Currently I am using FireFox latest version and IE8

To change the orientation of printing , I used

@page {
  size: portrait;

in my css file. @page reference

Although it claim that the @page is supported in both browser , after my testing it does not working at all besides Chrome. I would like to know how to print the page in different orientation in FireFox / IE8.


No application should depend on this feature to work cross browser right now because the CSS3 standard on page orientation for printing is still under implementation in most browsers.

For Google Chrome it works just fine: http://dev.activisual.net/test.html

Ultimately the decision of changing the orientation relays on the user during the printing process (even if it works), so you could simply let the users know that they should print the page in landscape or portrait, but in general there won´t ever by a way to prevent the users from changing the orientation while printing on desktop browsers.

Here is a bug report for FF reported very recently: https://bugzilla.mozilla.org/show_bug.cgi?id=851441

You can read the accepted answer on this question for reference: Landscape printing from HTML

  • 3
    Ultimately, while the decision lies on the user, there is nothing wrong with the website suggesting a reasonable default that the user can override, if they really want to. You are correct in that you cannot rely on CSS for this at all, at least at the moment. One year later, Chrome is still the only browser that seems to support it. On Firefox, the first bug for supporting @page and orientation was filed in 2001(!) - bugzilla.mozilla.org/show_bug.cgi?id=115199, and is still not implemented. I guess you better not hold your breath? – Aaa Jun 12 '14 at 10:12

As the MDN reference says:

You can only change the margins, orphans, widows, and page breaks of the document. Attempts to change any other CSS properties will be ignored.

As far as supplying you with markup that achieves what you want, that would be outside the bounds of what's allowed on SO. In addition, it could be a bit of work since you are wanting a two generation back version of IE to attempt to perform as well as a current generation Firefox.

  • 1
    Thanks for your help, why Chrome can specific the printing orientation by the CSS? Do they implement some feature ? – user1871516 Jun 8 '13 at 3:13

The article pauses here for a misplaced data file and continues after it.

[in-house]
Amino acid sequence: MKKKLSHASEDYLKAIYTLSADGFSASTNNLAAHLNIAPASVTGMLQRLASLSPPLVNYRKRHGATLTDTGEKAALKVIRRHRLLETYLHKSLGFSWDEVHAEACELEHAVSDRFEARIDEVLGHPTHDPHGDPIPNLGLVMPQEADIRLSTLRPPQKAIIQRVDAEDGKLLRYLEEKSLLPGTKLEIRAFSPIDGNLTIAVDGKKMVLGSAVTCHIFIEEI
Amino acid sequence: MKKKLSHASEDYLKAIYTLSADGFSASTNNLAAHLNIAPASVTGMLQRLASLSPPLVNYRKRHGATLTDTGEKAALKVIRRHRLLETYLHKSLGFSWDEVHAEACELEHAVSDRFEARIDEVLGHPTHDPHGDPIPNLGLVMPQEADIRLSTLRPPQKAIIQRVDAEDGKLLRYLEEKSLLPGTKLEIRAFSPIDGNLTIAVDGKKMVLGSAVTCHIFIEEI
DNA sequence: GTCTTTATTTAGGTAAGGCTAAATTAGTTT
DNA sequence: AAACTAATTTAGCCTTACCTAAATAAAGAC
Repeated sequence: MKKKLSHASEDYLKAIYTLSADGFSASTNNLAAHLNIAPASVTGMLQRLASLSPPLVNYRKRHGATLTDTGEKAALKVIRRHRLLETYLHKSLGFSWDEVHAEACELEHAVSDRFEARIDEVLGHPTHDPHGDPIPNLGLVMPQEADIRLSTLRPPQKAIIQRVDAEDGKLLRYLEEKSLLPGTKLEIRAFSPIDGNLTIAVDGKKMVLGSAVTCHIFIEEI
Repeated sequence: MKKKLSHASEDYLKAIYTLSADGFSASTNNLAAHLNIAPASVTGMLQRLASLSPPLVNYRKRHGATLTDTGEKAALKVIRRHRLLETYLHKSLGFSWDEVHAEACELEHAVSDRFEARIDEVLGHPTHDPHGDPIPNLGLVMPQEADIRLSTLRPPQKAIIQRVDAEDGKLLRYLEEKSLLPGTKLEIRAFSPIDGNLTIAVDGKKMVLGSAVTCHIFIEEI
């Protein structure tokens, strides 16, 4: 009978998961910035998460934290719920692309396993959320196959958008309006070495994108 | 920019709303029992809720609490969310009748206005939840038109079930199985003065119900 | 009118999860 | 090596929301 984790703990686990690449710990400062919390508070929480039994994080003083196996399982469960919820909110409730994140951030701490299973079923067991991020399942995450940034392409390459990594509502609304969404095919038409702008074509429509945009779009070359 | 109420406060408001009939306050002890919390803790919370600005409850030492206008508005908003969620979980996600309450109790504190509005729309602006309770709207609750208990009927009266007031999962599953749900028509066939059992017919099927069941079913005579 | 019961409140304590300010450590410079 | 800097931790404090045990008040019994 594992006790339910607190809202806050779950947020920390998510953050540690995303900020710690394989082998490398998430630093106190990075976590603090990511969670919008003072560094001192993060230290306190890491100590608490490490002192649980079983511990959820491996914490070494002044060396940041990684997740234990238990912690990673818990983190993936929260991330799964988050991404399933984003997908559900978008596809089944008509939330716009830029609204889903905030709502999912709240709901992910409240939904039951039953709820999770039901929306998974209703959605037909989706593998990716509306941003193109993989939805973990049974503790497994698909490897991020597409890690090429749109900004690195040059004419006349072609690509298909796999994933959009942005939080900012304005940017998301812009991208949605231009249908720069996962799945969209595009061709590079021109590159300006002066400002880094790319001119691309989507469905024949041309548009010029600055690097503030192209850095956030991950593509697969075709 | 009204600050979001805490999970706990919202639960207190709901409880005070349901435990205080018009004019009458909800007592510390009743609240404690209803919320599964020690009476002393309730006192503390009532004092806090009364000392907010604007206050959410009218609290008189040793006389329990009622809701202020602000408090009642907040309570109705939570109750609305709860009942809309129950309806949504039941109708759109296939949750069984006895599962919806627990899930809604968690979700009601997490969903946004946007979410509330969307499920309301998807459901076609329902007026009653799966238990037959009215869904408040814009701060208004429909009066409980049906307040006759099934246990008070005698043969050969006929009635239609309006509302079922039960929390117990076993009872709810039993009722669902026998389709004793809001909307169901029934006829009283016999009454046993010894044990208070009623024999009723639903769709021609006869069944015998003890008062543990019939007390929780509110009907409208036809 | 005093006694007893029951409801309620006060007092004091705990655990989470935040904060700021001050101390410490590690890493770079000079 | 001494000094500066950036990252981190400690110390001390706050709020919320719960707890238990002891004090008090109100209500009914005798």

Page printing layout is portrait by default, to change to landscape and see the difference try the below.

The the below css code is supported since version 19.0 , try it, it should solve your problem: For IE8 you should use HTML5 directive in your html

<!doctype html>

Css code :

@media print{@page {size: landscape}}

Firefox: https://developer.mozilla.org/en-US/docs/Mozilla_CSS_support_chart Firefox support

IE http://msdn.microsoft.com/en-us/library/hh781508(v=vs.85).aspx enter image description here


It's weird that this

    -webkit-transform: rotate(90deg);
    -moz-transform: rotate(90deg);
    -o-transform: rotate(90deg);
    -ms-transform: rotate(90deg);
    transform: rotate(90deg);

doesn't work for you for the latest version of Firefox as i tested it myself and works fine.

If you can't find anything have a look here even though this isn't exactly the right portrait mode (for printing) but you might get some ideas.

Lastly if you get desperate and u really need to find a way to do this, you can always take a screenshot of the web page with for example html2canvas rotate the image and then print the image instead of the webpage... Not an ideal solution but this way you bypass the browser.


I ran into this issue a little wile ago while making a simple form.

Chrome does seem to be the best browser for limiting a users control over the printing process. However it is still limited, and Firefox/other browsers don't support @page.

My solution was to add a @media print to the style sheet to "encourage" the user to print the page in portrait. The @page is just for chrome. display: none; on the header, nav, and footer gets rid of the unwanted browser additions (this only works in chrome and firefox, in ie you still have to select no headers) I have a border:0; on input fields, because it was for a form... Finally I put a width and height on the container div, similar to the size of a standard 8.5 x 11 piece of paper. So it would fit the page nicely.

@media print{
    @page {size: auto; margin: auto;}
    header nav, footer {display: none;}
    input {border: 0px;}
    #container  {width:9.1in; height:10in;}


Ultimately webpage printing is still very browser/user dependent, and there really isn't much that can be done about it. Making @media print helps, but really the only way to get the page to print exactly as you want would be to generate a pdf version of the page that the user could export.


Just go to file, click on page setup and change the orientation. This works for me

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